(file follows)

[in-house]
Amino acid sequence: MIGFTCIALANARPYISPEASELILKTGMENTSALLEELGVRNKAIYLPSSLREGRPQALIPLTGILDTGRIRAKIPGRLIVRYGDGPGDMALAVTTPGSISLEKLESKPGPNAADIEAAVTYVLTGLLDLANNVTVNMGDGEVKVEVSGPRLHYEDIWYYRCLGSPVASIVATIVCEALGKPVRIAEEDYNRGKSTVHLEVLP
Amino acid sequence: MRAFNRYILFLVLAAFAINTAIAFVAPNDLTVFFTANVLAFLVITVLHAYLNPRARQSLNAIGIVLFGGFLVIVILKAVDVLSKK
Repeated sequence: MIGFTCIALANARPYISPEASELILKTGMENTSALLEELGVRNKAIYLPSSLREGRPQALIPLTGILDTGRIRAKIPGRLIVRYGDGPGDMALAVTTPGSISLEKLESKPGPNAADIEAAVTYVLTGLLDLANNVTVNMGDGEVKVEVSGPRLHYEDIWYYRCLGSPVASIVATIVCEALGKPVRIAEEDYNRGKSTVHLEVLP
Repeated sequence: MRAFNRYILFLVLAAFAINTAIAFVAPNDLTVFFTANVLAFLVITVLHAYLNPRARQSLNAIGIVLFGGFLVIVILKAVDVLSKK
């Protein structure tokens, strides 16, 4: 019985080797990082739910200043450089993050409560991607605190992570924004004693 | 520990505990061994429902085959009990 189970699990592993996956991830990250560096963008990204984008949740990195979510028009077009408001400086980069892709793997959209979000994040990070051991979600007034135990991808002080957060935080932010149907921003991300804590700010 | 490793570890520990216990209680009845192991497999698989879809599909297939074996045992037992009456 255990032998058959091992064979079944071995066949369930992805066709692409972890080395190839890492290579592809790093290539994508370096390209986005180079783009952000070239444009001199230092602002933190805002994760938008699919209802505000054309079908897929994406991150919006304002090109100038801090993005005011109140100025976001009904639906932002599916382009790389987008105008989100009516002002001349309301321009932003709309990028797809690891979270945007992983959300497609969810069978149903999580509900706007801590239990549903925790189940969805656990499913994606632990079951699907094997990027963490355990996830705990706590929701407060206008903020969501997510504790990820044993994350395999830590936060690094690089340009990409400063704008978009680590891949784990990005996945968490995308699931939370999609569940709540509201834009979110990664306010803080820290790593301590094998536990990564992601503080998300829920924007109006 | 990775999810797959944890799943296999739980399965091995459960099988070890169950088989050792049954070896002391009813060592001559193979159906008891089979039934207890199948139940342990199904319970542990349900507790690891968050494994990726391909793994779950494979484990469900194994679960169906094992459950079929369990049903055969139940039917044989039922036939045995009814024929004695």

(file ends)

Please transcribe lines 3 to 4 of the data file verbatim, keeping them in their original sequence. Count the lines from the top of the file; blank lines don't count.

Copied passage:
Amino acid sequence: MRAFNRYILFLVLAAFAINTAIAFVAPNDLTVFFTANVLAFLVITVLHAYLNPRARQSLNAIGIVLFGGFLVIVILKAVDVLSKK
Repeated sequence: MIGFTCIALANARPYISPEASELILKTGMENTSALLEELGVRNKAIYLPSSLREGRPQALIPLTGILDTGRIRAKIPGRLIVRYGDGPGDMALAVTTPGSISLEKLESKPGPNAADIEAAVTYVLTGLLDLANNVTVNMGDGEVKVEVSGPRLHYEDIWYYRCLGSPVASIVATIVCEALGKPVRIAEEDYNRGKSTVHLEVLP